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Eurovision winner Mans Zelmerlow: We are all heroes no matter who we love

Nick Duffy May 23, 2015


Swedish singer Mans Zelmerlow has paid tribute to equality after winning the Eurovision Song Contest.

The Swedish singer took the trophy for his song Heroes, after a close race with Russia’s Polina Gagarina.

Accepting the trophy from last year’s winner Conchita Wurst, he said: “I’m so extremely happy. I want to thank all of you for voting and supporting me.

“I just want to say that we are all heroes, no matter who we love, who we are or what we believe in. We are all heroes.”

He eventually received 365 points, above Gagarina on 303.

Mr Zelmerlöw caused controversy in Sweden in 2014 – after claiming that gay sex is unnatural on a celebrity cooking show.

The singer had stunned other guests into silence by calling homosexuality abnormal, claiming  “it isn’t equally natural for men to want to sleep with one another”.

However, the singer apologised extensively for his comments and worked with Swedish LGBT groups – and even suggested he would consider dating a man.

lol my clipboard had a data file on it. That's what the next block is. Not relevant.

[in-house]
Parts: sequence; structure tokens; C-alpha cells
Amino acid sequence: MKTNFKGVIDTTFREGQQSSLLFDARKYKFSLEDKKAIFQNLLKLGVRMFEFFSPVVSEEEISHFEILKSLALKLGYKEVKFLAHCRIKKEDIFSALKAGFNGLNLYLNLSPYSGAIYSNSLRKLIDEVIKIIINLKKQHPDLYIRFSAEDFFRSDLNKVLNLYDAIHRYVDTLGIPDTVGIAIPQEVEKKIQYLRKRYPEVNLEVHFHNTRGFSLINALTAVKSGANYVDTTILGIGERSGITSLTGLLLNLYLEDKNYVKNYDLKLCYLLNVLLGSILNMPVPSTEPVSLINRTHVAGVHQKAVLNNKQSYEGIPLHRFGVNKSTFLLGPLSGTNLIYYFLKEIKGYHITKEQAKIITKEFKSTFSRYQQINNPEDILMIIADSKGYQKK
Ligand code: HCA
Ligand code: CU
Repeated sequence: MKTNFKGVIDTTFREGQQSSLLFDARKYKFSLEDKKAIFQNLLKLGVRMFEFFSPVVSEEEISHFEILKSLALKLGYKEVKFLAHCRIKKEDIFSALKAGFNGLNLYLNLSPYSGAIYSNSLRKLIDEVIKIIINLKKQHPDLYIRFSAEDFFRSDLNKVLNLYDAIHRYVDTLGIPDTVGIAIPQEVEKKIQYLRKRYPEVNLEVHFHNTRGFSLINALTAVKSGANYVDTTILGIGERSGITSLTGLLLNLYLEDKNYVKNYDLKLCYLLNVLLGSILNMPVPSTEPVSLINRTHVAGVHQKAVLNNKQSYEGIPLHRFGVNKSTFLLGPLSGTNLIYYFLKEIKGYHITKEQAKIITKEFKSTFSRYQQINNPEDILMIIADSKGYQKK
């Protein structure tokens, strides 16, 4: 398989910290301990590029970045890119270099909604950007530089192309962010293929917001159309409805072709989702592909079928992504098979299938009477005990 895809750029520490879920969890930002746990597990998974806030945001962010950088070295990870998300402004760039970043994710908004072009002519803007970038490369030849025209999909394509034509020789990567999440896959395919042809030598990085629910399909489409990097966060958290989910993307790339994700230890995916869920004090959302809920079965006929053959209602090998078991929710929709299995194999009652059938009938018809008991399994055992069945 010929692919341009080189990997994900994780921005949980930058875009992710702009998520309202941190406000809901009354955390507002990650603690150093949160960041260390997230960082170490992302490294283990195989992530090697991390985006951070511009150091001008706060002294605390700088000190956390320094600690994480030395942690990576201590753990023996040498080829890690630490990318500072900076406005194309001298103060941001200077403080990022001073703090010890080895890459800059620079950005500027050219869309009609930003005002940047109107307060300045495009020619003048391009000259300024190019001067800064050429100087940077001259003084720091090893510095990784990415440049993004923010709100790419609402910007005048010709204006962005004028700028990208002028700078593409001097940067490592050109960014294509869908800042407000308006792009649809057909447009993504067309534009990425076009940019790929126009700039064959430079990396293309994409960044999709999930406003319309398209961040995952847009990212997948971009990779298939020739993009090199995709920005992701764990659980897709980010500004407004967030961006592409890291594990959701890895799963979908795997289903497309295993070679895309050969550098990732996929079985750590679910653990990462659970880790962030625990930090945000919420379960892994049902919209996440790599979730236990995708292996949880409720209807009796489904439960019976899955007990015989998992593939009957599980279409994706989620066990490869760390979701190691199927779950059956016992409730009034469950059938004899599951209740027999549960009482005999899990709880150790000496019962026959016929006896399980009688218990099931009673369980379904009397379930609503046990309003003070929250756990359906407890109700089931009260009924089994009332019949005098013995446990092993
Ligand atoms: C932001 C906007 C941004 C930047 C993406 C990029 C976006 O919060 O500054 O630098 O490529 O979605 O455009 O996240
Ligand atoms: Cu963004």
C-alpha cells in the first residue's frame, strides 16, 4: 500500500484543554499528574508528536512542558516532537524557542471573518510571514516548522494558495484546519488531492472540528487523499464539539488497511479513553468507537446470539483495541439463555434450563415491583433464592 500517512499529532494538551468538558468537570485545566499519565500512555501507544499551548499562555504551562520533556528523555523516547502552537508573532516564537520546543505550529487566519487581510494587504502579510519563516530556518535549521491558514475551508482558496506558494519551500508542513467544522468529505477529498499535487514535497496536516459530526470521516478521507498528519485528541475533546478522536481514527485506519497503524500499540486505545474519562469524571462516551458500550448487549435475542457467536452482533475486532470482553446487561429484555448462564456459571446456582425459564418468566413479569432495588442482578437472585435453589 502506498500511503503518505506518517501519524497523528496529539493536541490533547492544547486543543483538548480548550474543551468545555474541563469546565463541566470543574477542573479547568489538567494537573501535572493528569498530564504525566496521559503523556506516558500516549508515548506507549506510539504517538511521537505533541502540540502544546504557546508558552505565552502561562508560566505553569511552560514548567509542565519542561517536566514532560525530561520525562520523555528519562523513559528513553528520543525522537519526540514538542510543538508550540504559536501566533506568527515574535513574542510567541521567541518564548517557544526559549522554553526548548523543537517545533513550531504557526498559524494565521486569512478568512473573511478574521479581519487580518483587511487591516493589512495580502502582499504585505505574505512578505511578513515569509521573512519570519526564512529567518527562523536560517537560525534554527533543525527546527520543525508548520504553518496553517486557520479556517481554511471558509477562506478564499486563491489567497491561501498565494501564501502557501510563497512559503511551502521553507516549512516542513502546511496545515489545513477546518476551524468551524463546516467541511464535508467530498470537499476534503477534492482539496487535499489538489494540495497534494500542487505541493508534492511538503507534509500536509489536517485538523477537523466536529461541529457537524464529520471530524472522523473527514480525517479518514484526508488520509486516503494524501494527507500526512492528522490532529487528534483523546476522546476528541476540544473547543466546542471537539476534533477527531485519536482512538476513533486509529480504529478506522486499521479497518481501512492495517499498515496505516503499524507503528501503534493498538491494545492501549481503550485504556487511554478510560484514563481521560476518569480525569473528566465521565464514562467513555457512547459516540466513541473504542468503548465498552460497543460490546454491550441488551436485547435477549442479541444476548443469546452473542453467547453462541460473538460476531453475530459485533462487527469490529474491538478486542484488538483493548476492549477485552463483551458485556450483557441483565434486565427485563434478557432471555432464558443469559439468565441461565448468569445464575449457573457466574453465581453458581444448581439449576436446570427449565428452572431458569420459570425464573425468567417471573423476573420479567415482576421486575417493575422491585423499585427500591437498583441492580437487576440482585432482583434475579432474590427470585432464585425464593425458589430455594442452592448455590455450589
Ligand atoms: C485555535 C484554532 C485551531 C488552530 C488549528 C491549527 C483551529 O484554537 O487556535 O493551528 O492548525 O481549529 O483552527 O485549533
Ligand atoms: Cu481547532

When asked by the Swedish Metro newspaper if he would consider dating a man, he said: “Yes, if I feel that way – absolutely, I could do that”.

He scored a narrow victory over Russia’s Polina Gagarina – who had sparked fears among the contest’s LGBT fans by taking an early lead, as the winning country traditionally hosts the contest next year.

The contest had attempted to deploy “anti-booing” technology to limit gay rights protests when Russia was performing – but booing was audible at many points during the voting.

However, Mans added in the winners’ press conference: “We all actually applauded when our hosts intervened tonight and said this is a musical competition and not a political competition. I think that’s really important.”

Graham Norton has predicted the contest will be “quite straight” this year following the victory of Conchita Wurst.

He said: “It’ll be interesting this year – I think it’s going to be quite a straight contest.

“Austria are taking it quite seriously, they’re delighted to have it. And there are lots and lots of ballads this year. There aren’t that many upbeat songs.”

He added: “Conchita was really special, that night was just great.

“We’ll see if that can be replicated this year, I doubt it can be because it was just – I don’t know, it’s stupid, it’s a singing competition, who actually cares?”

Watch Zelmerlöw’s entry below:

More: contest, Europe, eurovision, eurovision song contest, Gay, Måns Zelmerlöw, Music, Sweden, Sweden, Television

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